Behind Bristol’s Closed Doors

Locked door, Port Eliot

Locked door, but this one’s in Port Eliot not Bristol.

One day in the late 1970s, when I was around eight, I was walking up University Road with my Dad and younger brother after a trip to the Aladdin’s Cave that was the children’s section of George’s Bookshop (later much smaller and a branch of Blackwells, now a branch of a restaurant chain).

Back then book and record shops seemed to march unstoppably up Park Street – as well as George’s there was Chapter & Verse, SPCK and, most excitingly of all for me, the tightly packed shelves of Forever People, which groaned with sci-fi and fantasy books, fantasy art from the likes of Roger Dean and Rodney Matthews, 2000 AD, DC, Marvel and other comics, magazines like Starburst and Fangoria, Star Wars merchandise, Tolkien calendars, maps and other paraphernalia, Dungeons & Dragons figures, games, dice – an eye-widening selection of wondrous stuff.

In between the bookshops – it seemed – most of the other shops were record stores, leading ever upwards until the Triangle and Revolver. Sadly these days Park Street seems diminished, with homogenous bars and coffee shops filling the spaces where these brimming repositories of culture and counter-culture once stood.

Anyway, I was lucky as at that time, all this was still there. On that day, on the way back to the car we passed the side entrance of the Bristol Museum and Art Gallery, for some reason my brother and I decided to knock on one of the imposing wooden doors set into the wall on the right. To our surprise a man in a kind of brown lab coat answered. He turned out to be a museum curator and was working in the storerooms.

With a reluctant, but secretly delighted Dad in tow, we were given a brief glimpse behind the scenes at the museum – to nick a phrase from Kate Atkinson. We saw stuffed animals in antique glass cases, stacked Victorian paintings of landscapes and domestic scenes, boxes of fossils and curious small relics of Egyptian and unknown origin.  After a few minutes we thanked the man and stepped back out into the student filled streets. Ever since this encounter, and probably from earlier in life, I’ve made an effort to get inside and have a nose at buildings and sites not normally accessible to the public.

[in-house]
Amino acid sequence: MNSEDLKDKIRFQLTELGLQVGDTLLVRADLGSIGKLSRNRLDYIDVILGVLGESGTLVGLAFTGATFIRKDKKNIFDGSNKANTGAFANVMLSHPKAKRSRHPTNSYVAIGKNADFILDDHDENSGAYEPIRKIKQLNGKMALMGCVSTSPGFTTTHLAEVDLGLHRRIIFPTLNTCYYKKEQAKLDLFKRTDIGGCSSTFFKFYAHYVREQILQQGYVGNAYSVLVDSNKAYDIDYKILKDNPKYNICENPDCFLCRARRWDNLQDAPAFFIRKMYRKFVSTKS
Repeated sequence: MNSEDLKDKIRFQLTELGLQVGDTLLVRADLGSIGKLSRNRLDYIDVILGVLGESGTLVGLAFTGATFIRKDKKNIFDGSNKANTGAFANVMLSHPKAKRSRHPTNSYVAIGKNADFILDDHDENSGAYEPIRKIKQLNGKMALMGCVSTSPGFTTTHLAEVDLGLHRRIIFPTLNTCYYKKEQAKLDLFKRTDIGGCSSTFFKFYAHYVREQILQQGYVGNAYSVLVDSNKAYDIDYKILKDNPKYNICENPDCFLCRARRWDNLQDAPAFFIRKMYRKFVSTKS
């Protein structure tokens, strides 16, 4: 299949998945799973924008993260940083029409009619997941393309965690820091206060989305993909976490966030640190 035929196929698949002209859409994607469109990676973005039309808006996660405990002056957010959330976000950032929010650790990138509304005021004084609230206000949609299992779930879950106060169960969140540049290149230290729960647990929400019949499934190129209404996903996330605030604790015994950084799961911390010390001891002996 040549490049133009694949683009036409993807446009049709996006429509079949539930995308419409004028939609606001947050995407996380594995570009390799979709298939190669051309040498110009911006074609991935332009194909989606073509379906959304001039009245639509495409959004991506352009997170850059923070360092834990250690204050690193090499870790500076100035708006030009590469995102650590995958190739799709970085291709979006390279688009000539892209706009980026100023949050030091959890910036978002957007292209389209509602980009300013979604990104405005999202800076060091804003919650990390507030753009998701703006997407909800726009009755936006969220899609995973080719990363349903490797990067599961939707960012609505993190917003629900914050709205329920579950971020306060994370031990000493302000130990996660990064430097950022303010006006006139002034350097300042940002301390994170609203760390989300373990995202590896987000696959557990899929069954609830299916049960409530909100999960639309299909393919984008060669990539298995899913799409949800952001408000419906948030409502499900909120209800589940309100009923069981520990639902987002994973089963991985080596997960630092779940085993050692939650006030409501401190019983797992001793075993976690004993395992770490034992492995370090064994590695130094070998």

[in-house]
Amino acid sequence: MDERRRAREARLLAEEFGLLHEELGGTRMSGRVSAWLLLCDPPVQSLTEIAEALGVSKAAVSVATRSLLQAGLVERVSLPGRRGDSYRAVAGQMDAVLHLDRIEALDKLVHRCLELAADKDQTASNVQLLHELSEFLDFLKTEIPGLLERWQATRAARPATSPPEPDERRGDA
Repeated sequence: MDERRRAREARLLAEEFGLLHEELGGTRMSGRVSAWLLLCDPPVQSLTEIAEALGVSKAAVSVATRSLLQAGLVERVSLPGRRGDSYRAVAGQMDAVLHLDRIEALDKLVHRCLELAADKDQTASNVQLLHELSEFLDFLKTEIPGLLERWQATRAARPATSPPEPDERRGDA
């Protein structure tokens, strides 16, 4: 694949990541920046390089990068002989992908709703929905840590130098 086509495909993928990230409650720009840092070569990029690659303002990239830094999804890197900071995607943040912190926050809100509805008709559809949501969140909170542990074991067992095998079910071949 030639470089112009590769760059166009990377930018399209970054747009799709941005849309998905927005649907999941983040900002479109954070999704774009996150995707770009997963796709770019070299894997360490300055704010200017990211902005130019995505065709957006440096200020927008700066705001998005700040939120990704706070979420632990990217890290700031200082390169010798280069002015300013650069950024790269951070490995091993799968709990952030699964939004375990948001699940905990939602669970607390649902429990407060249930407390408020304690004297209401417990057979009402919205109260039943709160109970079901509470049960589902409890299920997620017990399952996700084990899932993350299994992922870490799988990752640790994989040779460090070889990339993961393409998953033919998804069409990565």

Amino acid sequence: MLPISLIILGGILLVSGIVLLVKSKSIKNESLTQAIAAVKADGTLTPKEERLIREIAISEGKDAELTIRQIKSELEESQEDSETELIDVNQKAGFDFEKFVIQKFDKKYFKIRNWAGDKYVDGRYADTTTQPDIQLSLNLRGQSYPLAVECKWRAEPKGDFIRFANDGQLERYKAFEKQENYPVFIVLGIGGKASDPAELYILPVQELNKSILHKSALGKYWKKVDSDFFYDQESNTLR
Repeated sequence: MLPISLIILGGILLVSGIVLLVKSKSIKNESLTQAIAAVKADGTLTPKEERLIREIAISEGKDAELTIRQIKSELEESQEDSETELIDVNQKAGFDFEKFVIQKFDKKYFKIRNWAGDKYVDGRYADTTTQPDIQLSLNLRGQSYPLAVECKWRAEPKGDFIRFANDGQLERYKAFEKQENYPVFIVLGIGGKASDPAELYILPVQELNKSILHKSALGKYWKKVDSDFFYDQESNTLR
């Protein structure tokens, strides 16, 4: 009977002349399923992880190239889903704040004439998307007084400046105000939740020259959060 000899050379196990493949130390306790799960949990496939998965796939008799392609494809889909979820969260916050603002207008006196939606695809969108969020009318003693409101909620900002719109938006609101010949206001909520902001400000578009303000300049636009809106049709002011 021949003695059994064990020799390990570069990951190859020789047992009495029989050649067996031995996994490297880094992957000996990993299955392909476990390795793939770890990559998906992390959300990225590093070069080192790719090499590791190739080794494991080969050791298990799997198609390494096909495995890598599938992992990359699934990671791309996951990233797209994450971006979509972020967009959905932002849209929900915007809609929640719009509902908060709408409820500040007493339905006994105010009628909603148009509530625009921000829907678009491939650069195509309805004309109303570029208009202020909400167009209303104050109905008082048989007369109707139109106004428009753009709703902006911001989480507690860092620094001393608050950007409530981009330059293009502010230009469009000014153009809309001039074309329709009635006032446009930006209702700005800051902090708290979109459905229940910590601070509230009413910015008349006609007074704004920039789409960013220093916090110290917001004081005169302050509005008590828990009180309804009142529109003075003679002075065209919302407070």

London’s Open House and the various equivalent days in other places such as Bristol’s Doors Open Day, give people an official, but limited opportunity to take a peek inside buildings and behind doors normally closed to the public. These events are great, if you can take the queuing – but always a little frustrating. Nothing can beat the frisson of getting in somewhere you wouldn’t normally be by other means – blagging and stumbling I’d suggest, rather than going equipped – but now, if you’re interested in Bristol, there’s another option.

Launched this month, Bristol Opening Doors let’s you “go behind the scenes …revealing the secrets of the city’s best buildings through photographs, films and stories.” Featured buildings include: 29 Queen Square, Bristol Old Vic, Wills Memorial Building, All Saint’s Church, The Exchange, Old Council House, Horizon House, Colston’s Almshouses, Bristol Heart Institute and St James Priory.

The site and app can be found here:

Thanks to the Bristol Culture blog for bringing it to my attention.

6 thoughts on “Behind Bristol’s Closed Doors

  1. Hi! You briefly mentioned the children’s department of George’s Bookshop – I managed the department until 1978. I love how you describe it as an Aladdin’s Cave, a very flattering description!

    Liked by 1 person

  2. Nice write-up and what a great idea. We have something similar here but having to do with private homes that are historically protected or are otherwise noteable … for perhaps their architecture or decor.



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